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Shabbat Parashat Beha'alotcha | 5769

Hemdat Hadaf Hayomi: Two People who Deposited Money Together

Baba Metziah 36-42


This week in the Daf Hayomi, the Gemara (37a) deals with a few cases where a person knows that he owes money, but he is in doubt as to whom he owes it to. One of the cases is where two people gave money to someone to watch for them; one gave a hundred and the other two hundred. When they came to retrieve their money, each claimed that he deposited the two hundred, and the guardian did not remember who deposited the hundred and who the two hundred. The conclusion of the Gemara, according to the ruling of the Rambam (She'ela Vepikadon 5, 4), and the Shulchan Aruch (Choshen Mishpat 300, 1), is that, if they deposited in two separate bundles, then he has to pay two hundred to each of them, since he was negligent, as he should have written the names on the bundles. However, since one of them is lying, each one of them needs to swear that he deposited two hundred. However, if they gave the money in one bundle, the guardian gives a hundred to each and the remaining hundred is left aside until it is clear who the owner is. The reason is that, since they did not separate the money, the guardian is not responsible to know which amount belongs to which person.

The Rishonim question the ruling in the case that exempts the guardian. This case appears to be a classic case of a person who admits to part of the claim, and is therefore required to swear on the rest of the claim ("Modeh Bemiktzat"). Each depositor claims that the guardian owes him two hundred, and the guardian admits owing one hundred. However, since he cannot swear to each person that he does not owe him the second hundred, since he is in doubt, he should be forced to pay, according to the rule that one who is required to swear and cannot do so must pay (Baba Metziah 98a). Thus, even though they deposited the money in one bundle, since the guardian admits to part of the claim, he should be required to pay the full amount to each of them!

The Ramban (Baba Metzia 37a) answers that, since it is clear that no more than three hundred was deposited, and the guardian is willing to give three hundred, there is no claim against the guardian, and the dispute is between the two depositors. Thus, the guardian is not considered as one who admits to part of the claim. The Rashba (ibid) does not accept the Ramban's answer. Rather, he claims that the rule that a person who cannot swear, since he is in doubt, must pay, is only valid if we expect him to know and be able to swear on the rest of the claim. However, if we don’t expect him to know, we do not require him to pay for not knowing and not being able to swear. Thus, in the case where two people deposited together in one bundle, since we do not expect the guardian to know who deposited two hundred and who one hundred, he is not required to pay even though he admitted to part of the claim and is not able to swear.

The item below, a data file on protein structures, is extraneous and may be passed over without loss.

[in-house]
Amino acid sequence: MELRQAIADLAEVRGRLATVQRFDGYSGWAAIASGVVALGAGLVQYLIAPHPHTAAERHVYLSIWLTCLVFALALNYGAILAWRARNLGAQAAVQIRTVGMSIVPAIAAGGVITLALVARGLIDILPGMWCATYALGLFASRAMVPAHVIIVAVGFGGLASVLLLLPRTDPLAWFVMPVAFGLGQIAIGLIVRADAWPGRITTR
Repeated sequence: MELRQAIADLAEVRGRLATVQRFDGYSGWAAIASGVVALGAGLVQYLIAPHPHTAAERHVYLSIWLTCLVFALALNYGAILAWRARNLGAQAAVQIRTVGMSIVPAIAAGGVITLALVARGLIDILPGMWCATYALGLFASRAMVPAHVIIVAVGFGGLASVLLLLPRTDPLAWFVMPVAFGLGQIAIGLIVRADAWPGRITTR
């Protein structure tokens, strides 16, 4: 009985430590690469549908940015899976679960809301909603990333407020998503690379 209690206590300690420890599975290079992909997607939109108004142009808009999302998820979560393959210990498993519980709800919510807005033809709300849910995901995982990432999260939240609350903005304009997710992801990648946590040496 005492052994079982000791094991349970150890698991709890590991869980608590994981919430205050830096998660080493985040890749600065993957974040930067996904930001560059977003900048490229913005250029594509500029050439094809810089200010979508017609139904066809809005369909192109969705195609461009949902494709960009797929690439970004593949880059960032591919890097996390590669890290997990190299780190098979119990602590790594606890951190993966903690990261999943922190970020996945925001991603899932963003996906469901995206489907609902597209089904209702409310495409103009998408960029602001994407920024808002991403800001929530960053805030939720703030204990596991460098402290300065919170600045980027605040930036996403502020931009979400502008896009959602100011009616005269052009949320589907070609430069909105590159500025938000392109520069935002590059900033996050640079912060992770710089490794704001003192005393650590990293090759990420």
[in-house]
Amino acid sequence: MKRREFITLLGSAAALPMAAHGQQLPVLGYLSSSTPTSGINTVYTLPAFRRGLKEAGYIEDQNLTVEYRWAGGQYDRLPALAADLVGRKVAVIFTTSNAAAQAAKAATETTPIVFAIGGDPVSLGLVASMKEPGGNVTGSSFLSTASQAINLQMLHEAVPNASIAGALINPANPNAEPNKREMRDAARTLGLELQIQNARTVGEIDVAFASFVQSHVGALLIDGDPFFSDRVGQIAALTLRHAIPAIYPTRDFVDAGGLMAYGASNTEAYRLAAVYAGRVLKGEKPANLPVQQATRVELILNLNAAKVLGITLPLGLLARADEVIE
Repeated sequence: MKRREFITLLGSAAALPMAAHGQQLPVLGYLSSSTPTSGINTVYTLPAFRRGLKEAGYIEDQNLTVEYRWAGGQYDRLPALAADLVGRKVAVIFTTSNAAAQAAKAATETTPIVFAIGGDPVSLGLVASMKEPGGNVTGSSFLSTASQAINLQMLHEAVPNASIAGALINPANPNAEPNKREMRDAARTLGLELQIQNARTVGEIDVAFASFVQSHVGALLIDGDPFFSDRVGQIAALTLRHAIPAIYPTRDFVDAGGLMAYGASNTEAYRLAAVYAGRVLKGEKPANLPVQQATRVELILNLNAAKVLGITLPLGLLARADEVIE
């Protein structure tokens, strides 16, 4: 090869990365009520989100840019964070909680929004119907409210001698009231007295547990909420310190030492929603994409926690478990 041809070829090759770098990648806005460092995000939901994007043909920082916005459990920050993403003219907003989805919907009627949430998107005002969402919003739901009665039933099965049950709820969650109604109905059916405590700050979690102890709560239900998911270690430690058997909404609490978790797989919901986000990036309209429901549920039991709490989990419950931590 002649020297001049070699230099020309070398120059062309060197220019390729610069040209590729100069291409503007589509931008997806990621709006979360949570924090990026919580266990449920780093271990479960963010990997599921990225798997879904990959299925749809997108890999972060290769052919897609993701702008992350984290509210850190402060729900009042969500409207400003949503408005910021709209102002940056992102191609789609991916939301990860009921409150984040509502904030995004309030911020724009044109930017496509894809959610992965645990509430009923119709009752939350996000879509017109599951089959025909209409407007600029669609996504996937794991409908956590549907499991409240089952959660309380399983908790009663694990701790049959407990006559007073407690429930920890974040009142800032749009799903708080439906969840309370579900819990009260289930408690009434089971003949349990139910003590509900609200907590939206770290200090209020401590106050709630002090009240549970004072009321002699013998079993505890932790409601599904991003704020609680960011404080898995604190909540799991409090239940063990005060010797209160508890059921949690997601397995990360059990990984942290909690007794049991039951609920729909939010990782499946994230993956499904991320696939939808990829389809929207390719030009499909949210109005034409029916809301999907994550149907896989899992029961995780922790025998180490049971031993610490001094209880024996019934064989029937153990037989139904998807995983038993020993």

This claim of the Rashba is a matter of dispute. According to the Rambam, even if the defendant is not expected to know, if he cannot swear, he must pay. Therefore, the Rambam rules (ibid 5, 6) that if a person gave a wallet with money to someone to watch, and the guardian was negligent and lost the wallet, and he does not know how much money was in it, he must pay the full amount that the owner of the wallet claims was in it. The reasoning is that, since he admits to part of the claim, as he admits that there was money in the wallet, and he cannot swear as to how much there was, since he does not know, he must pay the full claim of the plaintiff. The Ra'avad (ibid) disagrees on the basis of the reasoning of the Rashba; since we do not expect the guardian to know how much money was in the wallet, we cannot make him pay for not being able to swear.

The Shach (Choshen Mishpat 72, 51) rules in accordance with the Rambam, that even in a situation were the defendant is not expected to know, if he is required to swear and he cannot, he must pay, unless it is a situation where it is clear that he does not know and could not have known.

Thus, anyone who receives something to guard, should make sure to know exactly what he is receiving, and if he receives an amount of money he should count it, so that he will know exactly how much he is liable for.

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This edition of Hemdat Yamim is dedicated to the memory of

R ' Meir ben Yechezkel Shraga  Brachfeld


Hemdat Yamim is endowed by
Les & Ethel Sutker of Chicago, Illinois in loving memory of
Max and Mary Sutker

and Louis and Lillian Klein, z”l.



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